71 Dentition humans and most other mammals develop two sets of teeth during a lifetime deciduous or milk teeth (20) erupt between 7th month and 2nd year last until 6 th and 13 th year permanent teeth (32)

72 Formation of the Teeth invagination of the oral epithelium into the dental lamina and development of a tooth-producing organ epithelial cells above form ameloblasts (enamel) epithelial cells below invaginate upward into the middle of the tooth to form the pulp cavity and the odontoblasts (dentin)


74 Eruption of Teeth cause of "eruption" is unknown
most likely theory is that growth of the tooth root and the bone underneath the tooth progressively shoves the tooth forward

75 Development of Permanent Teeth
when each permanent tooth becomes fully formed, it pushes outward through the bone erodes the root of the deciduous tooth and eventually causes it to loosen and fall out

76 Metabolic Factors thyroid and growth hormones
availability of Ca & P in the diet amount of vitamin D rate of PTH secretion

77 Mineral Exchange in Teeth
salts composed of hydroxyapatite with adsorbed carbonates and various cations new salts are constantly being deposited while old salts are being reabsorbed deposition and reabsorbtion – in dentin and cementum, limited extent in enamel (saliva) rate of exchange in dentin 3x slower than in bone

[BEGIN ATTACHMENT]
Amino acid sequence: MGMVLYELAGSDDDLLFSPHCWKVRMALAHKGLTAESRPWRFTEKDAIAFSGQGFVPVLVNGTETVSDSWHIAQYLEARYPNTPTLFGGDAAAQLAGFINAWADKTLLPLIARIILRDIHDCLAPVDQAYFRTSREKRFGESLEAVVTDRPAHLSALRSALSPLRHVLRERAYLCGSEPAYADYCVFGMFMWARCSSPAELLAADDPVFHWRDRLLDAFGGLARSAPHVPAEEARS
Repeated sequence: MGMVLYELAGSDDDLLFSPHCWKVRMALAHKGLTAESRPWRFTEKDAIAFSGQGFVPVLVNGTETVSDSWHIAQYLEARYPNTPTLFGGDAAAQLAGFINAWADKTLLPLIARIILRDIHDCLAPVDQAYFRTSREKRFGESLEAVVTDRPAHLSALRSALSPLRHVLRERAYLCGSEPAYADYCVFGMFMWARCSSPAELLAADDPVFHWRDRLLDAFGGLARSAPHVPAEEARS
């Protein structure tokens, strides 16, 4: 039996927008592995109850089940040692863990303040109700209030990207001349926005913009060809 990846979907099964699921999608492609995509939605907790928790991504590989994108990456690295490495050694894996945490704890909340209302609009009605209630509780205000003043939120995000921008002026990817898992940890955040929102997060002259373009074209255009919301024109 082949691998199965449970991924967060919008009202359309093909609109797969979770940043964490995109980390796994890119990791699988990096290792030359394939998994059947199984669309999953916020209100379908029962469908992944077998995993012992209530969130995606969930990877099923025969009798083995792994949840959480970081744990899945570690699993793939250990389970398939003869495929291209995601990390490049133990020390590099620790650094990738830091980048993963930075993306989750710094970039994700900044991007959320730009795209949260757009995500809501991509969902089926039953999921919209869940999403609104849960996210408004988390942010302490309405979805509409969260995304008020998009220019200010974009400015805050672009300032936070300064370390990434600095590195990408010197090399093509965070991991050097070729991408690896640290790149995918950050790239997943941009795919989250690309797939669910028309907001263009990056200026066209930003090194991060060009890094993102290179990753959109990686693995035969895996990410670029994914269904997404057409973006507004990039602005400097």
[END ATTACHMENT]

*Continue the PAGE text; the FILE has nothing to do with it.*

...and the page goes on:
78 Dental Abnormalities caries (erosion of the teeth)
malocclusion (failure of the projections of the upper and lower teeth to interdigitate properly)

79 1) Caries action of bacteria on the teeth (Streptococcus mutans)
deposit of plaque (film of saliva and food) dependance on carbohydrates (form acids (lactic) and proteolytic enzymes) acids – slow dissolvement of calcium salts enamel of the tooth is primary and most important barrier to development of caries

80 small amounts of fluorine develop enamel that is more resistant to caries
fluorine does not make the enamel harder fluorine ions replace many of hydroxyl ions in hydroxyapatite crystals, which in turn makes enamel several times less soluble fluorine may also be toxic to the bacteria fluorine promote deposition of calcium phosphate to "heal" the enamel surface

81 2) Malocclusion hereditary abnormality
teeth of one jaw grow to abnormal positions teeth do not interdigitate properly and therefore cannot perform their normal grinding or cutting action adequately pain in mandibular joint and deterioration of the teeth treatment: continuous force on teeth


83 FIGURE 1. Phosphorus homeostasis in normal humans
Berndt, T. et al. Physiology 24: ; doi: /physiol Copyright ©2009 American Physiological Society

84 FIGURE 4. Adaptations to changes in dietary phosphate
Berndt, T. et al. Physiology 24: ; doi: /physiol Copyright ©2009 American Physiological Society